Thursday, November 06, 2008
Lizabeth Scott, Actress (1922- )
The legendary film noir actress Lizabeth Scott was born Emma Matzo in the Pine Brook Section of Scranton, Pennsylvania on September 29, 1922. Emma attended Central High School and Marywood College (now Marywood University).
After moving to New York City while only in her late teens, Matzo attended the Alvienne School of Drama. She also worked as a model.
Her first big break came in 1942 when she was hired to understudy the legendary actress (with a legendary acid tongue) Tallulah Bankhead in Thorton Wilder's The Skin of Our Teeth; unfortunately, Bankhead never missed a performance and Matzo never had the opportunity to perform. However, Matzo took over the lead in the play from Bankhead's ill replacement Gladys George and garnished rave reviews--the next night, Matzo was no longer needed.
Matzo's luck was forever changed when renowned Hollywood producer Hal Wallis discovered her in 1945 and offered her contract in Hollywood; however, Matzo put Hollywood stardom on hold when she was offered the lead in the Boston production of The Skin of Our Teeth. it was in Boston where Emma Matzo took the stage name Lizabeth Scott.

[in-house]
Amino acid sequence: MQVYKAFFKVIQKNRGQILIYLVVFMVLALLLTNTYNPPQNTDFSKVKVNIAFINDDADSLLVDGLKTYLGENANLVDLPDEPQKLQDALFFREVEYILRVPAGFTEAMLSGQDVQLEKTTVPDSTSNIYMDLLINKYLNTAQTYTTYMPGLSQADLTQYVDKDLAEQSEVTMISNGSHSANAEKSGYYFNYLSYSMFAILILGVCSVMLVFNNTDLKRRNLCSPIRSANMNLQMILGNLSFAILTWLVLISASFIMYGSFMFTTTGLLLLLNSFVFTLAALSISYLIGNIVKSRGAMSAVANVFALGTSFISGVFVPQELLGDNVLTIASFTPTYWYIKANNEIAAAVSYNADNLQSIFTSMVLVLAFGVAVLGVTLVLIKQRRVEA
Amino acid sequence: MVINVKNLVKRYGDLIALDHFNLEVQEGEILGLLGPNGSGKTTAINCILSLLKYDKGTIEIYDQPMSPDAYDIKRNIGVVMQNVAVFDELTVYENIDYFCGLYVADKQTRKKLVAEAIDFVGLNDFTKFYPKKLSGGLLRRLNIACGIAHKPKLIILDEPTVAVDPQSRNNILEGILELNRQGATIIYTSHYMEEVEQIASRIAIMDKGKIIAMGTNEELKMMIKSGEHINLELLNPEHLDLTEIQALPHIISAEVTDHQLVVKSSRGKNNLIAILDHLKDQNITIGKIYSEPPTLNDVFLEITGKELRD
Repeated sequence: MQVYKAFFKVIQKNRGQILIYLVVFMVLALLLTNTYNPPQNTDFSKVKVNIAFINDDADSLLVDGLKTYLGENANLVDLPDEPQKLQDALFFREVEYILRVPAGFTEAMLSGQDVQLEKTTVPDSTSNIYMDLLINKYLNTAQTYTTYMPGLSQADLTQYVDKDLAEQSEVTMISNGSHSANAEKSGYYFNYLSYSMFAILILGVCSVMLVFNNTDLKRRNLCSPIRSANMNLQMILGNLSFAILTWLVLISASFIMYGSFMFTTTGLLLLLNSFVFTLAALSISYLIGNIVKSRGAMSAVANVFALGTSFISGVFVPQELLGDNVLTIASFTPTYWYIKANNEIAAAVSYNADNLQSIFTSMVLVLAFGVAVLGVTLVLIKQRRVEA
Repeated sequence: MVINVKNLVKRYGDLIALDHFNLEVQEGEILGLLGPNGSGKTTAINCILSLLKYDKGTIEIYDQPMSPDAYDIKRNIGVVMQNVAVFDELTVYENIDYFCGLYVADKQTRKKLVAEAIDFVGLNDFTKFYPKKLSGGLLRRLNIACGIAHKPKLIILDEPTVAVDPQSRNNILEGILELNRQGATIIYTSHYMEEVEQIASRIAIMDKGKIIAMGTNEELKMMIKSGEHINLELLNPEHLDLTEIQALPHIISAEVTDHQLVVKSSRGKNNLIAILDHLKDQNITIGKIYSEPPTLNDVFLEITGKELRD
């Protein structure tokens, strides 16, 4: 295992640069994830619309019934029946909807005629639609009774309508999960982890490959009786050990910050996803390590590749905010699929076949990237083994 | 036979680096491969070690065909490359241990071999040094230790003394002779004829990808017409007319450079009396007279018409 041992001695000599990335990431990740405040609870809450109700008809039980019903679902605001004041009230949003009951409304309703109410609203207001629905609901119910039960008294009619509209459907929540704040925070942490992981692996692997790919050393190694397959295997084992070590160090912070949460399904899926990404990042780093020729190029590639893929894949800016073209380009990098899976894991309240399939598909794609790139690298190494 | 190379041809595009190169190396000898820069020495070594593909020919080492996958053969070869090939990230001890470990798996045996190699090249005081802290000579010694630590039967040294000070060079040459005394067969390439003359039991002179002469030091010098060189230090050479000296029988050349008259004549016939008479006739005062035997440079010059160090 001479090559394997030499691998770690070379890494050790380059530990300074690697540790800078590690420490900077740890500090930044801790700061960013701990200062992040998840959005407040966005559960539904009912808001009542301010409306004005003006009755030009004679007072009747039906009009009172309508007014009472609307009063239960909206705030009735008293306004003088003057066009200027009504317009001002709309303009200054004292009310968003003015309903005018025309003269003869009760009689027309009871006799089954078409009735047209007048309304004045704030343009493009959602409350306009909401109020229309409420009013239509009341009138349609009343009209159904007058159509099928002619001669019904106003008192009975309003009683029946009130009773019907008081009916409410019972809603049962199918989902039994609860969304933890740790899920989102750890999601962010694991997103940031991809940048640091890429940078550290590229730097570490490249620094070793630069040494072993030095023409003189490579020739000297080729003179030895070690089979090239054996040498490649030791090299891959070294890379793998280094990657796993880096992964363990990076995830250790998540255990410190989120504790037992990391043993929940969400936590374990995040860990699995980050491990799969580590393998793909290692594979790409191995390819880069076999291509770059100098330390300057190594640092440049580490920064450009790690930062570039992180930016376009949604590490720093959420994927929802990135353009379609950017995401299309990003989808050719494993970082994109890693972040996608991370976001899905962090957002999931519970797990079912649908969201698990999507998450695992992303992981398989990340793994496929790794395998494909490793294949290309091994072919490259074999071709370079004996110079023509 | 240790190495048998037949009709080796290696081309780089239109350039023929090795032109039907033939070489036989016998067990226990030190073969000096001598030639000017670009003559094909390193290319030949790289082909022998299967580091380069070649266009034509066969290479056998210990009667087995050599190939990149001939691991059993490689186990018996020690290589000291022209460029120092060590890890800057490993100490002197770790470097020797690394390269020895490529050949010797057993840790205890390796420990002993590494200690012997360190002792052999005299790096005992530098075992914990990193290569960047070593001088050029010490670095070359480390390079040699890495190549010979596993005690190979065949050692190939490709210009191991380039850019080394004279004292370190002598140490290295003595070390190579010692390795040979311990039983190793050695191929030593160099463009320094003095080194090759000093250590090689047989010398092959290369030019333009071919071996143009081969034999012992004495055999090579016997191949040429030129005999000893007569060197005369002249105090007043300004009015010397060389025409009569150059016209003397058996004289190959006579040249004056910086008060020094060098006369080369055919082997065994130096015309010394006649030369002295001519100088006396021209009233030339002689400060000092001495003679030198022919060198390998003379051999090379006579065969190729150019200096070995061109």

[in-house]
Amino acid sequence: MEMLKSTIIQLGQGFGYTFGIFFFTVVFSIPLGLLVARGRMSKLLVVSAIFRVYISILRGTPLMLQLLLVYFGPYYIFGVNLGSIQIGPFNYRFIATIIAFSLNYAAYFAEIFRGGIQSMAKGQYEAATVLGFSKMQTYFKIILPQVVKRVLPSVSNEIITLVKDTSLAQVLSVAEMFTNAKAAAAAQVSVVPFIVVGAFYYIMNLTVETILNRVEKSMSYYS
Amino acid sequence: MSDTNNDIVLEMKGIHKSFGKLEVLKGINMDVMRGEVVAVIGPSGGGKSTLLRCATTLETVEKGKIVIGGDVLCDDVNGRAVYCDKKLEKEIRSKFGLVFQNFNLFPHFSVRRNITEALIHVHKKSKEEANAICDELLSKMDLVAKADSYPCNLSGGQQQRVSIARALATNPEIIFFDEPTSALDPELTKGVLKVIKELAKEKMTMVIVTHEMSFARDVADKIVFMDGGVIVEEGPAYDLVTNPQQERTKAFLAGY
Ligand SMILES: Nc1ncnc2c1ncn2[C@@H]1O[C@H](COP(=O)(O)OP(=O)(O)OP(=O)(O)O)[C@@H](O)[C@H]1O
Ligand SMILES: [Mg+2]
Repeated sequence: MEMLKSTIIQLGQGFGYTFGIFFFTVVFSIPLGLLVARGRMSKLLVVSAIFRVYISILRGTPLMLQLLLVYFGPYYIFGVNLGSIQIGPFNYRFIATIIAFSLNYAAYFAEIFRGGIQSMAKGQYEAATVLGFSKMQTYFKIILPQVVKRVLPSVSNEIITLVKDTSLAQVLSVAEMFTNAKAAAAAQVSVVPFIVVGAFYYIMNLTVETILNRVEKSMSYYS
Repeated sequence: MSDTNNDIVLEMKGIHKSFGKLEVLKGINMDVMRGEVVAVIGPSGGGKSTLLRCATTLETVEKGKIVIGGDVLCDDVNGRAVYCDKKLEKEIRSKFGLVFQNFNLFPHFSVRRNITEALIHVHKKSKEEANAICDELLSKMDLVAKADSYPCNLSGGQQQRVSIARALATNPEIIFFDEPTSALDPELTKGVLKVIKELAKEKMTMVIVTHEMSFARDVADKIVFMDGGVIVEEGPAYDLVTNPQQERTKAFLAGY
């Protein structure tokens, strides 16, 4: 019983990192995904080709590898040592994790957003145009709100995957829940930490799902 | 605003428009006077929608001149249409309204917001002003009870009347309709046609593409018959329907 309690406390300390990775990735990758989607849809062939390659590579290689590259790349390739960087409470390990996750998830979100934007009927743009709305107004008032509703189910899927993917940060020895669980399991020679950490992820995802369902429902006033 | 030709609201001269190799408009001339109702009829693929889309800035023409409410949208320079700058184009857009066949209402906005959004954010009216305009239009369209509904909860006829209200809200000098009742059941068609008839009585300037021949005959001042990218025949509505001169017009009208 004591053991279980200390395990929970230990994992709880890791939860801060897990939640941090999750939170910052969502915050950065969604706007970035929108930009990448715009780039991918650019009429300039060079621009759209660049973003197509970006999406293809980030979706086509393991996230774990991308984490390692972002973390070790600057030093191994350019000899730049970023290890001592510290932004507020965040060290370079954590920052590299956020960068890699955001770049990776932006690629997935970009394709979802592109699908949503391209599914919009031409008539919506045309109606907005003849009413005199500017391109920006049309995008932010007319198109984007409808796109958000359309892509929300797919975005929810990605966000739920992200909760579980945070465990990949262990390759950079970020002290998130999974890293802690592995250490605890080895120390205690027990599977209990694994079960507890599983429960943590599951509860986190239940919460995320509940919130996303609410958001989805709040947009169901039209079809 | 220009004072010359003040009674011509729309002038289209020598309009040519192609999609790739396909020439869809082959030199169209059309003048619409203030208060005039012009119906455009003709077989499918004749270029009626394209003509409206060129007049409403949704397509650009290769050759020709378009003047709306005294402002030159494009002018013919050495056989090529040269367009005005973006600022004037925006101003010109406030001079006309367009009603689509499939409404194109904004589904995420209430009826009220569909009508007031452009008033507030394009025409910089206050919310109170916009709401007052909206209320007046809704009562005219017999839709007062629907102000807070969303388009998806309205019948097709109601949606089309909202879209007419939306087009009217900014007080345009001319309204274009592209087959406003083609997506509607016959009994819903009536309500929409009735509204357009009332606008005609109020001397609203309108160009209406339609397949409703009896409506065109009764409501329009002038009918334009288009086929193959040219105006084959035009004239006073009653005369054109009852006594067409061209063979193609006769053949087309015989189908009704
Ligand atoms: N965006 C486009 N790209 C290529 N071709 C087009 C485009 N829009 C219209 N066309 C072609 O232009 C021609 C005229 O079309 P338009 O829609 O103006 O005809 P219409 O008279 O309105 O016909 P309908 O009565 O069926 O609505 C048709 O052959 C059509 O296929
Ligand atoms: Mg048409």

After moving to Hollywood, Scott made a total of 21 films between 1945 and 1957--her main studio was Paramount and her main producer was Hal Wallis. She made her film debut in 1945's You Came Along, directed by John Farrow (father of Mia) . Her most famous film role was the femme fatale Toni Marachek in the film noir the classic The Strange Love of Martha Ivers, starring Barbara Stanwyck and Van Heflin. Scott acted alongside some of the best actors in Hollywood--her other notable films include: 1947's Dead Reckoning with Humphrey Bogart; 1947's Desert Fury with Burt Lancaster and Mary Astor; 1949's Easy Living starring Lucille Ball and Victor Mature; 1949's Too Late For Tears with Dan Duryea; 1950's Dark City with Charlton Heston (whom she also starred with in 1953's Bad For Each Other); and 1951's The Racket with Robert Mitchum.
Lizabeth Scott was also honored with a star on the Hollywood Walk of Fame (1624 Vine Street).
Her last screen appearance was in the role of Princess Betty Cippola in 1972's Pulp, directed by Mike Hodges and co-starring Michael Caine and Mickey Rooney.
For nearly forty years, Scott has mostly stayed out of the public eye.
The Lackawanna County Library System currently has several films starring Elizabeth Scott; to place a hold, click on any of the following titles: The Racket, Too Late For Tears, and The Strange Love of Martha Ivers.
The Local History Collection at Albright Memorial Library also includes a newspaper clippings file on Elizabeth Scott and her local roots in Scranton.
The entire film of The Strange Love of Martha Avers (which is in the public domain) is available from YouTube.